William Wright Gilber Cooper is somewhere in The Record of Old Westminsters: Biographical list...[of pupils] to 1927 Volume 1 published by Westminster School 1928; I couldn’t see the page number or any further details from the googlebooks’ snippet.
Confirmation of much of the spuddybike website’s information, from India Office library reference works:
Papers of the House of Commons 1859 (that is, in the wake of the Indian Mutiny when the British Government was preparing to take over the East India Company) p155 is p3 of a set of papers describing Troops at Stations in India; William Wright (sic) Gilbert Cooper is at Mysore; p154/p2 in a list of assistant chaplains currently working in the Madras diocese, compiled 1 October 1857.
Indian Army and Civil Service List for Jan 1867 p279 Rev W W G Cooper MA is a chaplain based at Bangalore.
The Army Lists all have Wright spelled with an E - Wrighte. Army List 1870 p507 gives the current personnel in the Madras ecclesiastical establishment: Rev W W G Cooper is in its list of senior chaplains; appointed 1855; currently based at Ootacamund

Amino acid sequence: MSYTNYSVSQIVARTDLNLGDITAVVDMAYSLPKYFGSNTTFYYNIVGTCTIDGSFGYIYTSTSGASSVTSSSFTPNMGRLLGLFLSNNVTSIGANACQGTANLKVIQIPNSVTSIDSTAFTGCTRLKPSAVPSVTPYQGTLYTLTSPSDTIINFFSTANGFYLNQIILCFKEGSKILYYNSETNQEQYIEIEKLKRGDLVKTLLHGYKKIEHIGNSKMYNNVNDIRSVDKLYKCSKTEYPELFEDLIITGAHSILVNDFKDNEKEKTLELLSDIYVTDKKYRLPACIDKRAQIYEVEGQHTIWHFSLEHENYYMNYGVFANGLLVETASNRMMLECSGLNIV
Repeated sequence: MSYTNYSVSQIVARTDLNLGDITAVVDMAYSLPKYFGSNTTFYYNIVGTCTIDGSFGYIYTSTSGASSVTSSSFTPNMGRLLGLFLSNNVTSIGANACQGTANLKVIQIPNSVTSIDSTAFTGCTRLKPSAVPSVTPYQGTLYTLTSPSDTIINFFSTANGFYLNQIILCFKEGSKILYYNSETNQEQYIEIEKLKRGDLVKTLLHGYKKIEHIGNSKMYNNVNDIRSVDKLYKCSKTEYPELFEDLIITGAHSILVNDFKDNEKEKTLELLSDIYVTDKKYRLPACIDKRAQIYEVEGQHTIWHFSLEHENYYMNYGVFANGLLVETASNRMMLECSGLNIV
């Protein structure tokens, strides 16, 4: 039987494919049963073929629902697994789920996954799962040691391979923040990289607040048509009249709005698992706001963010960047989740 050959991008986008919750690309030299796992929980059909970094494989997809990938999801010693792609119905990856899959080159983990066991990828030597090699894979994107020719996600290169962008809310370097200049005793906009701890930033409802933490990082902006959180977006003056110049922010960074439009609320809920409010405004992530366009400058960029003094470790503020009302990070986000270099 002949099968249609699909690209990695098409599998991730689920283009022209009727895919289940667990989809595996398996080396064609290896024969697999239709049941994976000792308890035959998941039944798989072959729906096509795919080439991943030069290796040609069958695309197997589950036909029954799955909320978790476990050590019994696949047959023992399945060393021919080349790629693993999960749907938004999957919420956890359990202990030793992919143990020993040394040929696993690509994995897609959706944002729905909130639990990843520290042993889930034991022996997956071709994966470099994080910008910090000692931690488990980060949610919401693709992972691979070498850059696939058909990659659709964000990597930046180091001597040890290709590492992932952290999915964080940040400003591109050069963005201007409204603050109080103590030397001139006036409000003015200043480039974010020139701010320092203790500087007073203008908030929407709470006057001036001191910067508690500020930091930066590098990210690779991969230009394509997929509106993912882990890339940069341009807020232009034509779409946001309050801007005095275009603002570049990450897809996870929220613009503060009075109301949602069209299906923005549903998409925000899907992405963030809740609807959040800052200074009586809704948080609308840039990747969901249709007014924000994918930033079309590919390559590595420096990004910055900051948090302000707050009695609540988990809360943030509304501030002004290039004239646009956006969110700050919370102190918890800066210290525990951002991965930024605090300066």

Indian Army and Civil Service List for 1871 p261 says the Rev W W G Cooper is now back at Bangalore.
India Army and Civil Service List 1874 and again 1875 both on p261 the Rev W W G Cooper is now chaplain to the bishop, the Rt Rev F Gell.
India List 1877 p131 the Rev W W G Cooper is now second from the top of the list of senior chaplains in the diocese of Madras; he’s now based at St Thomas’ Mount and Palaveram.
India List Jan 1878 p131 the Rev W W G Cooper has now reached the top of the list of senior chaplains diocese of Madras; but he’s on leave at the moment.
India List 1881 p131 the Rev W W G Cooper is now on the retired list, with date 19 July 1879.
India List for Jan 1891 Rev W W G Cooper is still on the list of retired officers.
One website suggesting that the family is from Nottinghamshire:
Website www.thurgartonhistory.co.uk about Thurgarton village in Notts quotes from a letter by Lt Cecil Gilbert-Cooper (sic) who visited it in 1869. Lt Gilbert-Cooper was a member of the family that had owned the village’s Priory estate from 1538 to 1820. The letter was to Rev William W G Cooper. However, the website does describe Cecil Gilbert-Cooper as Rev William W G Cooper’s son, which I don’t think can be right, he’s too old; they might be brothers.
Copyright SALLY DAVIS
17 June 2012